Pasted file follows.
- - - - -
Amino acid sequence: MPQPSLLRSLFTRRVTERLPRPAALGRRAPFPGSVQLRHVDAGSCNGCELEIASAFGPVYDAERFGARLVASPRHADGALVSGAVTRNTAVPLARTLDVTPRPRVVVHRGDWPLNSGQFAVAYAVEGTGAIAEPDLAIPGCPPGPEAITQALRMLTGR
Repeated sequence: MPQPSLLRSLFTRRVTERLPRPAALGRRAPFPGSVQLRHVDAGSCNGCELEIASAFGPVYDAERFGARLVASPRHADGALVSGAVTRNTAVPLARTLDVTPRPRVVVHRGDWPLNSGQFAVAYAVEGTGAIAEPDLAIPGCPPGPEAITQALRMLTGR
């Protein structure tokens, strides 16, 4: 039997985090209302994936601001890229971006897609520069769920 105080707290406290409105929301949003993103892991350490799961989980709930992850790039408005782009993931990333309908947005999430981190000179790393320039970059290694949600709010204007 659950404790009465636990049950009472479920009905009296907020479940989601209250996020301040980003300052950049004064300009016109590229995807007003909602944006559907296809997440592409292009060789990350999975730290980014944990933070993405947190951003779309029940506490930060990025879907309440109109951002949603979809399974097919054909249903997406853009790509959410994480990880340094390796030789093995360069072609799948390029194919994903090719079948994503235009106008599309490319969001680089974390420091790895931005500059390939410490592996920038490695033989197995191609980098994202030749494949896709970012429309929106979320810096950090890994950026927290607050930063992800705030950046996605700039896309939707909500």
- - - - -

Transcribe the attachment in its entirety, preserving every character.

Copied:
Amino acid sequence: MPQPSLLRSLFTRRVTERLPRPAALGRRAPFPGSVQLRHVDAGSCNGCELEIASAFGPVYDAERFGARLVASPRHADGALVSGAVTRNTAVPLARTLDVTPRPRVVVHRGDWPLNSGQFAVAYAVEGTGAIAEPDLAIPGCPPGPEAITQALRMLTGR
Repeated sequence: MPQPSLLRSLFTRRVTERLPRPAALGRRAPFPGSVQLRHVDAGSCNGCELEIASAFGPVYDAERFGARLVASPRHADGALVSGAVTRNTAVPLARTLDVTPRPRVVVHRGDWPLNSGQFAVAYAVEGTGAIAEPDLAIPGCPPGPEAITQALRMLTGR
């Protein structure tokens, strides 16, 4: 039997985090209302994936601001890229971006897609520069769920 105080707290406290409105929301949003993103892991350490799961989980709930992850790039408005782009993931990333309908947005999430981190000179790393320039970059290694949600709010204007 659950404790009465636990049950009472479920009905009296907020479940989601209250996020301040980003300052950049004064300009016109590229995807007003909602944006559907296809997440592409292009060789990350999975730290980014944990933070993405947190951003779309029940506490930060990025879907309440109109951002949603979809399974097919054909249903997406853009790509959410994480990880340094390796030789093995360069072609799948390029194919994903090719079948994503235009106008599309490319969001680089974390420091790895931005500059390939410490592996920038490695033989197995191609980098994202030749494949896709970012429309929106979320810096950090890994950026927290607050930063992800705030950046996605700039896309939707909500």